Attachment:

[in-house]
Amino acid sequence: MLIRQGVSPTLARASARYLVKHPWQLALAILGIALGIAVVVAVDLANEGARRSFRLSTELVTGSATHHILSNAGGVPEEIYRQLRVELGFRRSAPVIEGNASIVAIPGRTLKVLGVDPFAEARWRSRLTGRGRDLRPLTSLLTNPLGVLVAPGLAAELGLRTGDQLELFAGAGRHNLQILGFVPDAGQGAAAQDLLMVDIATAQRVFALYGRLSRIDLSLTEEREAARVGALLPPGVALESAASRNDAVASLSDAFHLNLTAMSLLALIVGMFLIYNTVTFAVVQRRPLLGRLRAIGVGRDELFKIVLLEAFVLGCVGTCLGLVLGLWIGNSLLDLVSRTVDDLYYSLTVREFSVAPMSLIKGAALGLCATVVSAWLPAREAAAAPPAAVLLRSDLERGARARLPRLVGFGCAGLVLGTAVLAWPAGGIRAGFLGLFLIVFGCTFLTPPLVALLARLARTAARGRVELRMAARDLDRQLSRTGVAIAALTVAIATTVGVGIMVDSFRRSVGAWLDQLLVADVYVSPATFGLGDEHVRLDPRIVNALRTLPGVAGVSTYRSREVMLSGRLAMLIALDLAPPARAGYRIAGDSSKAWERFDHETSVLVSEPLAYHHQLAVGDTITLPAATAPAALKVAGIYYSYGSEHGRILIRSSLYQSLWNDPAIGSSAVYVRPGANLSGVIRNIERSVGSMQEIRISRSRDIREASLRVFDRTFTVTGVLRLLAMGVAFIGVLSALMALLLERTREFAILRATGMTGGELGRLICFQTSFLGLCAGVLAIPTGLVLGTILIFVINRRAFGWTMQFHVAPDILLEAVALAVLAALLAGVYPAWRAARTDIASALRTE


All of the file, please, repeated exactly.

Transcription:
[in-house]
Amino acid sequence: MLIRQGVSPTLARASARYLVKHPWQLALAILGIALGIAVVVAVDLANEGARRSFRLSTELVTGSATHHILSNAGGVPEEIYRQLRVELGFRRSAPVIEGNASIVAIPGRTLKVLGVDPFAEARWRSRLTGRGRDLRPLTSLLTNPLGVLVAPGLAAELGLRTGDQLELFAGAGRHNLQILGFVPDAGQGAAAQDLLMVDIATAQRVFALYGRLSRIDLSLTEEREAARVGALLPPGVALESAASRNDAVASLSDAFHLNLTAMSLLALIVGMFLIYNTVTFAVVQRRPLLGRLRAIGVGRDELFKIVLLEAFVLGCVGTCLGLVLGLWIGNSLLDLVSRTVDDLYYSLTVREFSVAPMSLIKGAALGLCATVVSAWLPAREAAAAPPAAVLLRSDLERGARARLPRLVGFGCAGLVLGTAVLAWPAGGIRAGFLGLFLIVFGCTFLTPPLVALLARLARTAARGRVELRMAARDLDRQLSRTGVAIAALTVAIATTVGVGIMVDSFRRSVGAWLDQLLVADVYVSPATFGLGDEHVRLDPRIVNALRTLPGVAGVSTYRSREVMLSGRLAMLIALDLAPPARAGYRIAGDSSKAWERFDHETSVLVSEPLAYHHQLAVGDTITLPAATAPAALKVAGIYYSYGSEHGRILIRSSLYQSLWNDPAIGSSAVYVRPGANLSGVIRNIERSVGSMQEIRISRSRDIREASLRVFDRTFTVTGVLRLLAMGVAFIGVLSALMALLLERTREFAILRATGMTGGELGRLICFQTSFLGLCAGVLAIPTGLVLGTILIFVINRRAFGWTMQFHVAPDILLEAVALAVLAALLAGVYPAWRAARTDIASALRTE